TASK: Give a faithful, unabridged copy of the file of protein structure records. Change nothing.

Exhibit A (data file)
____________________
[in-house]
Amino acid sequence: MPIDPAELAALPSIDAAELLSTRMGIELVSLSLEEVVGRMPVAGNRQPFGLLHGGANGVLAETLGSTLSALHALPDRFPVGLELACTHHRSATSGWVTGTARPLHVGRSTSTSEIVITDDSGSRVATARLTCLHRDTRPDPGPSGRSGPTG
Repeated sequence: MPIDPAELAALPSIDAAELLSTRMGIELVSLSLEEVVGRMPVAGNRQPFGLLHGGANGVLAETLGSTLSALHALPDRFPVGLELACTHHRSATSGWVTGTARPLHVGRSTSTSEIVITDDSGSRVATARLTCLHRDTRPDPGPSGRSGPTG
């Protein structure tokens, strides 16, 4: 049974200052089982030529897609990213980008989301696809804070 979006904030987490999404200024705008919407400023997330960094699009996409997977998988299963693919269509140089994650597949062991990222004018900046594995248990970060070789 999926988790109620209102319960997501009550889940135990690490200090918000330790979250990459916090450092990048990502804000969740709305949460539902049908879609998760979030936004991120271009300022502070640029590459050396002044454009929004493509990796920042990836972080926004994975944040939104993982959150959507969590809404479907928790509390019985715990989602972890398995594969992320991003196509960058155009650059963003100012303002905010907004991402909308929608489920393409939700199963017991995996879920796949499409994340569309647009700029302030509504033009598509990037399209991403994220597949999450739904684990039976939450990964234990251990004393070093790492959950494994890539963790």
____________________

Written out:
[in-house]
Amino acid sequence: MPIDPAELAALPSIDAAELLSTRMGIELVSLSLEEVVGRMPVAGNRQPFGLLHGGANGVLAETLGSTLSALHALPDRFPVGLELACTHHRSATSGWVTGTARPLHVGRSTSTSEIVITDDSGSRVATARLTCLHRDTRPDPGPSGRSGPTG
Repeated sequence: MPIDPAELAALPSIDAAELLSTRMGIELVSLSLEEVVGRMPVAGNRQPFGLLHGGANGVLAETLGSTLSALHALPDRFPVGLELACTHHRSATSGWVTGTARPLHVGRSTSTSEIVITDDSGSRVATARLTCLHRDTRPDPGPSGRSGPTG
């Protein structure tokens, strides 16, 4: 049974200052089982030529897609990213980008989301696809804070 979006904030987490999404200024705008919407400023997330960094699009996409997977998988299963693919269509140089994650597949062991990222004018900046594995248990970060070789 999926988790109620209102319960997501009550889940135990690490200090918000330790979250990459916090450092990048990502804000969740709305949460539902049908879609998760979030936004991120271009300022502070640029590459050396002044454009929004493509990796920042990836972080926004994975944040939104993982959150959507969590809404479907928790509390019985715990989602972890398995594969992320991003196509960058155009650059963003100012303002905010907004991402909308929608489920393409939700199963017991995996879920796949499409994340569309647009700029302030509504033009598509990037399209991403994220597949999450739904684990039976939450990964234990251990004393070093790492959950494994890539963790």